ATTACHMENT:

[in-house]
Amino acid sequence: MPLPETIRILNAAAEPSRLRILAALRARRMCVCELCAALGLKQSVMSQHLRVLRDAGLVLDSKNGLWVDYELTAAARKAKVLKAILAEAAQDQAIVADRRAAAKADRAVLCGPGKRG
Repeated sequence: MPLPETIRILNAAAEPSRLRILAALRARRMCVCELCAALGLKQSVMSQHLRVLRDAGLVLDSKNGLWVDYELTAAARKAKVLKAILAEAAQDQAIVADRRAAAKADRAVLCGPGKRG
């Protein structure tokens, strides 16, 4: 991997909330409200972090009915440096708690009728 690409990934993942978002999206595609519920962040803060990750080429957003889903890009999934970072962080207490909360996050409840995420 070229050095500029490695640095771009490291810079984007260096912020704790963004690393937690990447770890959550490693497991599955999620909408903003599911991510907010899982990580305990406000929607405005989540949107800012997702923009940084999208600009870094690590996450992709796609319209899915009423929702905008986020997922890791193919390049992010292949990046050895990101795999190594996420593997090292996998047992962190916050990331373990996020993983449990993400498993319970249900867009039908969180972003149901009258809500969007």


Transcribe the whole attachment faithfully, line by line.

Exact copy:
[in-house]
Amino acid sequence: MPLPETIRILNAAAEPSRLRILAALRARRMCVCELCAALGLKQSVMSQHLRVLRDAGLVLDSKNGLWVDYELTAAARKAKVLKAILAEAAQDQAIVADRRAAAKADRAVLCGPGKRG
Repeated sequence: MPLPETIRILNAAAEPSRLRILAALRARRMCVCELCAALGLKQSVMSQHLRVLRDAGLVLDSKNGLWVDYELTAAARKAKVLKAILAEAAQDQAIVADRRAAAKADRAVLCGPGKRG
């Protein structure tokens, strides 16, 4: 991997909330409200972090009915440096708690009728 690409990934993942978002999206595609519920962040803060990750080429957003889903890009999934970072962080207490909360996050409840995420 070229050095500029490695640095771009490291810079984007260096912020704790963004690393937690990447770890959550490693497991599955999620909408903003599911991510907010899982990580305990406000929607405005989540949107800012997702923009940084999208600009870094690590996450992709796609319209899915009423929702905008986020997922890791193919390049992010292949990046050895990101795999190594996420593997090292996998047992962190916050990331373990996020993983449990993400498993319970249900867009039908969180972003149901009258809500969007």